The island that thought it was safe from typhoon

 

The island of Mindanao in the southern Philippines is generally considered out of the path of the 20 or so typhoons that strike the country each year. So despite the warnings, people stayed put, and were sleeping peacefully when a storm hit with devastating force on Friday night.

As Typhoon Washi slammed ashore, swelling rivers that turned into torrents of water and mud, entire houses were swept away with families inside. Last night the death toll stood at 652, with more than 800 people missing. Mortuaries were so overwhelmed that the army was drafted in to build coffins.

One family of nine survived by clinging to the tin roof of their home as it was washed out to sea after flash floods destroyed their village. After drifting for miles, they were rescued by a cargo ship. "There was a deafening sound followed by a rush of water," one of the survivors, Carmelita Pulosan, 42, told Reuters. "We found ourselves in the river, and the current took us out to sea. The current was very strong. God is really good to us. He saved my family."

Other residents of the worst-hit area – the coastal cities of Cagayan de Oro and Iligan, and surrounding villages – were not so fortunate. Amor Limbago, 21, rushed home after the floodwaters receded to check on her family. "I returned and saw that our house was completely gone," she told Associated Press. "There was nothing but mud all over and knee-deep floodwaters."

As a month's worth of rain fell on Mindanao in one day, water cascaded down the mountains, stripping them of earth and foliage. It then roared through the villages below, transforming them into muddy wastelands strewn with snapped trees and overturned cars. By yesterday the storm had blown away, leaving rescue workers struggling to find survivors and bring food and shelter to thousands of displaced villagers. In the mortuaries, bodies were stacked on top of each other in hallways; locals were urged to bury their own dead quickly.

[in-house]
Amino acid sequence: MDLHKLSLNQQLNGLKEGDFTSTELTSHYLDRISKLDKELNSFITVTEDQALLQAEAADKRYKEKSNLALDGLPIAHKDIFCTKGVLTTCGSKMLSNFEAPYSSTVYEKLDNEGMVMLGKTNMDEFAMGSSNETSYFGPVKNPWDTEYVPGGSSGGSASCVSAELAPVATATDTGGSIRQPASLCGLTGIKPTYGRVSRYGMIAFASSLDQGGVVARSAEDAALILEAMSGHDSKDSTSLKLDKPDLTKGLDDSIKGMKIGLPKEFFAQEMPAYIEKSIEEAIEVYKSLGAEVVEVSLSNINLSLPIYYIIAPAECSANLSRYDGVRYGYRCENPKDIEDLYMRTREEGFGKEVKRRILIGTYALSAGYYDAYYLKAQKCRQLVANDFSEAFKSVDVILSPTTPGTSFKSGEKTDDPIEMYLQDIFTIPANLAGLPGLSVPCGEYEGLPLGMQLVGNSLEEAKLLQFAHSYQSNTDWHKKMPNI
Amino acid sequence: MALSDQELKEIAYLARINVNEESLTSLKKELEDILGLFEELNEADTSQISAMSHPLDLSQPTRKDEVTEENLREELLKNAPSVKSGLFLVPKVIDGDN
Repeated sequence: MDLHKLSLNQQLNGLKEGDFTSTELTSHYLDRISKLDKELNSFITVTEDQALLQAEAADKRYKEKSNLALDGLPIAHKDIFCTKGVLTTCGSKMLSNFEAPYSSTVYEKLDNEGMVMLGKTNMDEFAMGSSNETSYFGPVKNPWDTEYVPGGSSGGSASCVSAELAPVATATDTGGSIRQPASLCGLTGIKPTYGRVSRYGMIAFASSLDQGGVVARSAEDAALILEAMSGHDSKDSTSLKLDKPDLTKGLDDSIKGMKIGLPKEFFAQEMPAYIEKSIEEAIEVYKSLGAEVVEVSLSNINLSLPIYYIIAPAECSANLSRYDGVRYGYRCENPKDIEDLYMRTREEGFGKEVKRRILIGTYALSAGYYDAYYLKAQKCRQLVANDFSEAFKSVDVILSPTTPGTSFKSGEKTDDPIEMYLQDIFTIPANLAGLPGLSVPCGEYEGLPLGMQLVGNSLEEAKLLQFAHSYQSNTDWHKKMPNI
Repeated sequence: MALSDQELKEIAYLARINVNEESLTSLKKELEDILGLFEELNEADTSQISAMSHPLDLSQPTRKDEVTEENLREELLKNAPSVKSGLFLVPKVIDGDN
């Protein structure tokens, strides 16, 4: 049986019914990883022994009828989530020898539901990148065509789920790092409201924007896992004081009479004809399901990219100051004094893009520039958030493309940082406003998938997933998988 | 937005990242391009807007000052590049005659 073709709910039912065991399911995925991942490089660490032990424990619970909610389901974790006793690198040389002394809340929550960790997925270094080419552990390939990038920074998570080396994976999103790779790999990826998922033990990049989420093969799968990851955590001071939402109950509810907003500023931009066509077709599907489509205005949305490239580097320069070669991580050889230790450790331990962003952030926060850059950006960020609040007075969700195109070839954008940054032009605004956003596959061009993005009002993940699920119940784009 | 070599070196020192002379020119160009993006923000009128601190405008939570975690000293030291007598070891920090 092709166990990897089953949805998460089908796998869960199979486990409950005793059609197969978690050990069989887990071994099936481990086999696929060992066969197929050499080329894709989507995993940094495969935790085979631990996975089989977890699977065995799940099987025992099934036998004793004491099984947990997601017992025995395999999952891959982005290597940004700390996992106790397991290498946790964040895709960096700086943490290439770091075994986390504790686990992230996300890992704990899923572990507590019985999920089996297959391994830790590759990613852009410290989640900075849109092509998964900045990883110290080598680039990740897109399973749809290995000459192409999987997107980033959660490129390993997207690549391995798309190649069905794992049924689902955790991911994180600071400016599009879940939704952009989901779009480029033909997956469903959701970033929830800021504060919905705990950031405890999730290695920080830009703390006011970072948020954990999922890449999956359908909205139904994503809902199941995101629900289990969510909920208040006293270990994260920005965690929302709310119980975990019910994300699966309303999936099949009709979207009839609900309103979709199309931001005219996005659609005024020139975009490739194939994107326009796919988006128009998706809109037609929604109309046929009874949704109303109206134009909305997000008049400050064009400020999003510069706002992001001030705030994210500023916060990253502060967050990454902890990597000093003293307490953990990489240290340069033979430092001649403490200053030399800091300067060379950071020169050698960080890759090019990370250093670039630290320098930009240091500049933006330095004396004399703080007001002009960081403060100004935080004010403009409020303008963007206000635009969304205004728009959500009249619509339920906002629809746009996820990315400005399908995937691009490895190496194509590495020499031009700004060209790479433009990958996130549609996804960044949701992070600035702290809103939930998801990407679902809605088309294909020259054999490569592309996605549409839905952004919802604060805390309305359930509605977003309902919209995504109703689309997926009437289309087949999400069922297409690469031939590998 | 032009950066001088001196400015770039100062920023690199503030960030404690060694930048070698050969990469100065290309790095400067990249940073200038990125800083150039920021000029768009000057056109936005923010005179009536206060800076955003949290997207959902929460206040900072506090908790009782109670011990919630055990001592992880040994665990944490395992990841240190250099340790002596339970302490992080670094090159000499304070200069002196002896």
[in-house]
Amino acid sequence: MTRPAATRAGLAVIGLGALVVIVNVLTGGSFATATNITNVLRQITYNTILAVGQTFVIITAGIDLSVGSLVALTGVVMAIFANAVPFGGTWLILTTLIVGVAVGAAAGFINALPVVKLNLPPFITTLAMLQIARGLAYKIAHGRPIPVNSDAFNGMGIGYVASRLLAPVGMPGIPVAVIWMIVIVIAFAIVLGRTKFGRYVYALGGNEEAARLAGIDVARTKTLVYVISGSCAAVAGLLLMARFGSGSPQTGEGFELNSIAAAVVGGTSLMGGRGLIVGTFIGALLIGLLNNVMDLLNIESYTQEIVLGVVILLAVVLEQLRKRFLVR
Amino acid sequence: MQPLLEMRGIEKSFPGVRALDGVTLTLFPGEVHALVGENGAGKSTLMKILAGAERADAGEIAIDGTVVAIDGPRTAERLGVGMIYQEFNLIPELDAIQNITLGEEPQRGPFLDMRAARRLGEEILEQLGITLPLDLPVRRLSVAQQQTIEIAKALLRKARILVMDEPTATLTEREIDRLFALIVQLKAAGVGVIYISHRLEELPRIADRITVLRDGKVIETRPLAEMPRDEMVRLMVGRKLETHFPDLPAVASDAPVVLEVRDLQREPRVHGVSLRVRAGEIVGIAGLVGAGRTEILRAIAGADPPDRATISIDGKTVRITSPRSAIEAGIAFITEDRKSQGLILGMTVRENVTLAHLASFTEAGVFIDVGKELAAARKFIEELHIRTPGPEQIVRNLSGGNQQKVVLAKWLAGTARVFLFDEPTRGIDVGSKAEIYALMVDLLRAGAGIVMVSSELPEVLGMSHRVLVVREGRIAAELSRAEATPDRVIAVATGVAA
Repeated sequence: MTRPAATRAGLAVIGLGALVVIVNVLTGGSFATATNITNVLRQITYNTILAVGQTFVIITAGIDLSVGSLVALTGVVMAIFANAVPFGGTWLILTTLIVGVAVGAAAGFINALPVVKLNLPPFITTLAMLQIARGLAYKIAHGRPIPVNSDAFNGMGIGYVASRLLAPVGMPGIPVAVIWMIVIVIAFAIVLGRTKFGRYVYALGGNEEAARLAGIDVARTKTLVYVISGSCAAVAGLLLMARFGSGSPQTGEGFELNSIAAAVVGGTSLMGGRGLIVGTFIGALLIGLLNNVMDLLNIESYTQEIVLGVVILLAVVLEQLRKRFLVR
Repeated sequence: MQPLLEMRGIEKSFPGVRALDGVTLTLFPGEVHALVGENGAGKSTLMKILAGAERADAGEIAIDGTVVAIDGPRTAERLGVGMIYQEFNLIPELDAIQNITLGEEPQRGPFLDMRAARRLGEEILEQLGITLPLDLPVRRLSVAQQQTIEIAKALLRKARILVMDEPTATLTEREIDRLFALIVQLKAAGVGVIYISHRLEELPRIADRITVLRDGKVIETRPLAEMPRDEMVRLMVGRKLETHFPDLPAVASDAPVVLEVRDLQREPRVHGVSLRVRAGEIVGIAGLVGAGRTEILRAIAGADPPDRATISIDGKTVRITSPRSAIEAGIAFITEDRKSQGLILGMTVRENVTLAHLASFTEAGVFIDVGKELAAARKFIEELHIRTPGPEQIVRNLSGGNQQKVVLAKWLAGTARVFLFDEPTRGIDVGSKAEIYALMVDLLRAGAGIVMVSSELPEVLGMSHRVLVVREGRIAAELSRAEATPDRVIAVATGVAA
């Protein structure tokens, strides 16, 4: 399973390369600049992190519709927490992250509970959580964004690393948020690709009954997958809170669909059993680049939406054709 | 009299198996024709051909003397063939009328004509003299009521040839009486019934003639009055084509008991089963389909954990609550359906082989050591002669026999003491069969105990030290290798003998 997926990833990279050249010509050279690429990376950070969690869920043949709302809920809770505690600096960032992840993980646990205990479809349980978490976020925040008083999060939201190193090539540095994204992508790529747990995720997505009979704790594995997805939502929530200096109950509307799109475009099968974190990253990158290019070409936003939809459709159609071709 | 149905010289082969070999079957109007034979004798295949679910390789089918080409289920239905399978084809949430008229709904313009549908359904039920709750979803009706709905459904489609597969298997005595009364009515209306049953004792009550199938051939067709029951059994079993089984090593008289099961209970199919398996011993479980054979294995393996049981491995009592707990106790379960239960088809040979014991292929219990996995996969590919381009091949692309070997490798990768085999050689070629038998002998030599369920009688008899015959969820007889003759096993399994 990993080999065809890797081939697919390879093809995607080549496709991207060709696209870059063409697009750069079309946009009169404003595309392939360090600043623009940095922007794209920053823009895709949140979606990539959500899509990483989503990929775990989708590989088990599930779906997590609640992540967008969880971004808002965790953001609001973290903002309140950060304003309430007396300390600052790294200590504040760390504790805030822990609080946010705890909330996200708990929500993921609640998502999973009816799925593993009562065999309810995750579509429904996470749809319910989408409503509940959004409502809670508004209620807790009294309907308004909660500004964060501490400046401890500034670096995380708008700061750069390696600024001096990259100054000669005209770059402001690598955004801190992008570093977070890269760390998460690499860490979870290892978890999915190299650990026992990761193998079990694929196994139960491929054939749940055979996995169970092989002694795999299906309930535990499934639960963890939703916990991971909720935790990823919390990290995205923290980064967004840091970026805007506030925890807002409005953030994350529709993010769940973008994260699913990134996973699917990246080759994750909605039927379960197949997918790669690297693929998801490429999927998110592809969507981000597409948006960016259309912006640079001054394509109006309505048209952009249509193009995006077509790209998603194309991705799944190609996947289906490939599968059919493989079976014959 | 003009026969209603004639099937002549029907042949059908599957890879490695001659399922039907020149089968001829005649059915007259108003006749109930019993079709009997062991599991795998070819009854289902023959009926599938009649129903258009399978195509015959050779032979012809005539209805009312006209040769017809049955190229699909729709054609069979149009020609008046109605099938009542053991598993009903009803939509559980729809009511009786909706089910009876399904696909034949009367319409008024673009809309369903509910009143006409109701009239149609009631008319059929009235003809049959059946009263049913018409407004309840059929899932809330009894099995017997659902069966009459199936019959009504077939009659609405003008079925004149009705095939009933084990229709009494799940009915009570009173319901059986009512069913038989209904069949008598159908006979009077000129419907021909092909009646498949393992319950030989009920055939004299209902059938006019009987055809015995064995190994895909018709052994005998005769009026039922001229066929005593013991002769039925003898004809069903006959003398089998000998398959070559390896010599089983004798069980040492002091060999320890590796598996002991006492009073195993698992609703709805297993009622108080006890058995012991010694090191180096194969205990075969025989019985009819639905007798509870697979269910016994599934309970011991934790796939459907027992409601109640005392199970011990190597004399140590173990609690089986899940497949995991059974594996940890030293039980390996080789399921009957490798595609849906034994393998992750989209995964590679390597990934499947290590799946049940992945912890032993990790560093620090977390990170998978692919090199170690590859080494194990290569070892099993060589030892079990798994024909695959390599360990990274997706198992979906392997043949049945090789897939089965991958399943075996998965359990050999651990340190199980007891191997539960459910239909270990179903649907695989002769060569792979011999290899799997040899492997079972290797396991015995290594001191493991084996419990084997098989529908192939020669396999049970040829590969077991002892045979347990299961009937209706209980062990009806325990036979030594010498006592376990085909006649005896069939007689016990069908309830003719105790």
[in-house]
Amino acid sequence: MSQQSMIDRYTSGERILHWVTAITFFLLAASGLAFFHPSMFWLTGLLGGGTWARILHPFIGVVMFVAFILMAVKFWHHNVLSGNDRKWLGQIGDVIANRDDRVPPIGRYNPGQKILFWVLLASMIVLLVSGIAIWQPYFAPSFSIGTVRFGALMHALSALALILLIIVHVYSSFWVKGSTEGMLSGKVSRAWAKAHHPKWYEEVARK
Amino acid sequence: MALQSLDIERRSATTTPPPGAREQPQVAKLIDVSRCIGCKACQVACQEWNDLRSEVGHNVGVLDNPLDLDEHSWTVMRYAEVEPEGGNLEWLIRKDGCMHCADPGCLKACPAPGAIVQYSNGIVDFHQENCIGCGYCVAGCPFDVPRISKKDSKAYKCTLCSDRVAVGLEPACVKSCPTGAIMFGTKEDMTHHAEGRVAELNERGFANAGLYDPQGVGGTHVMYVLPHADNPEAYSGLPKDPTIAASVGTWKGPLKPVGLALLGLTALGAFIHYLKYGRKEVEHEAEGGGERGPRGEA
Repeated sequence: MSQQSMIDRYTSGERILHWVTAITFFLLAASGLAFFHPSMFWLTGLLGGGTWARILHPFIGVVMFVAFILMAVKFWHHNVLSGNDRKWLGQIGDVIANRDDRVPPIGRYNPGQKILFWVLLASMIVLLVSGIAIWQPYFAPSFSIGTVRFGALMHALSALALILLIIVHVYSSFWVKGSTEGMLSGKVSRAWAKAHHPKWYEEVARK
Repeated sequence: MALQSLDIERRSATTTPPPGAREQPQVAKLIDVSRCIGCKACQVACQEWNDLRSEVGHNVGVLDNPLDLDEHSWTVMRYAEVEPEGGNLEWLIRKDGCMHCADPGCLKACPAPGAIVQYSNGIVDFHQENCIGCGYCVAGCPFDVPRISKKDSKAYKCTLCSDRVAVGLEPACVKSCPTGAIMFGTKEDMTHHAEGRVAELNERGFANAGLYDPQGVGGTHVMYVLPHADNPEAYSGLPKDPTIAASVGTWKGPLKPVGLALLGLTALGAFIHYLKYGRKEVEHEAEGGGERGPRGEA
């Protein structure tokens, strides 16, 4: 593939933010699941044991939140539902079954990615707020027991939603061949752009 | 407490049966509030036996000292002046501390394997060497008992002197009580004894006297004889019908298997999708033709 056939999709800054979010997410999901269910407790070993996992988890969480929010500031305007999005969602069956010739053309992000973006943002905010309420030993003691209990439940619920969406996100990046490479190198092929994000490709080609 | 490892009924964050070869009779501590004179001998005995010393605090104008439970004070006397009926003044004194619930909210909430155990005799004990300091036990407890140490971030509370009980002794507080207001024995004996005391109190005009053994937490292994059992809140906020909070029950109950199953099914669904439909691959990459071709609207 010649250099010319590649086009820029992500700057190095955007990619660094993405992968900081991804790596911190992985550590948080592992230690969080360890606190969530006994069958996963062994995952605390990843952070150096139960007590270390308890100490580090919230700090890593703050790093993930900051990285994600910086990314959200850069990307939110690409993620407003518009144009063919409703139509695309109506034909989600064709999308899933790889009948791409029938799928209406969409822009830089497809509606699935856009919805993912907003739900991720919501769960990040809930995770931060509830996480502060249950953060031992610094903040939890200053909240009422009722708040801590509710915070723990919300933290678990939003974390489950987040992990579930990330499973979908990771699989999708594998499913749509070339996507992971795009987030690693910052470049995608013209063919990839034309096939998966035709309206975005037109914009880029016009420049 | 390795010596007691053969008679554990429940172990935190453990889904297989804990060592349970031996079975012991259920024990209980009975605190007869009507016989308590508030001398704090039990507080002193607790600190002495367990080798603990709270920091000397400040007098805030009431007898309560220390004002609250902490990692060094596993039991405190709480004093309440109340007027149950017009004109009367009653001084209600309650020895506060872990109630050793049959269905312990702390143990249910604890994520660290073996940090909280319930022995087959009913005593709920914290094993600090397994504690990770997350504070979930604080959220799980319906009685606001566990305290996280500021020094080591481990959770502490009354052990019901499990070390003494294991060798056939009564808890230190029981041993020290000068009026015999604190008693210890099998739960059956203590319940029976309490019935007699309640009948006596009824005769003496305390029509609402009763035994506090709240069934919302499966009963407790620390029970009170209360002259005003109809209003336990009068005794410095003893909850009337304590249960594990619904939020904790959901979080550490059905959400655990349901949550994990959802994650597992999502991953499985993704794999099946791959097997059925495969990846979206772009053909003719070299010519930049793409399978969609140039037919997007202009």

Benito Ramos, head of the state disaster agency, said locals had been warned about the typhoon days earlier but – since Mindanao was rarely hit by tropical storms – had elected not to move to safer areas. Many of those who died lived in slum housing on an island wedged between two rivers in Iligan. "About 70 per cent of the houses on the island were washed into the sea," said Brigadier General Roland Amarille, head of an army taskforce in the city.

With many bodies unidentified, survivors scoured morgues and funeral parlours, looking for lost relatives. Edmund Rubio said he and his family scrambled up to the second floor of their house in Iligan as floodwaters engulfed the ground floor. Thirty of their neighbours, who lived in single-storey homes, also took refuge there.

* Authorities in Indonesia were yesterday struggling to rescue 200 asylum seekers, after their boat sank off the island of Java. By last night, only 33 people had been pulled from the water. The mostly Afghans, Iraqis and Iranians had been trying to reach Australia.

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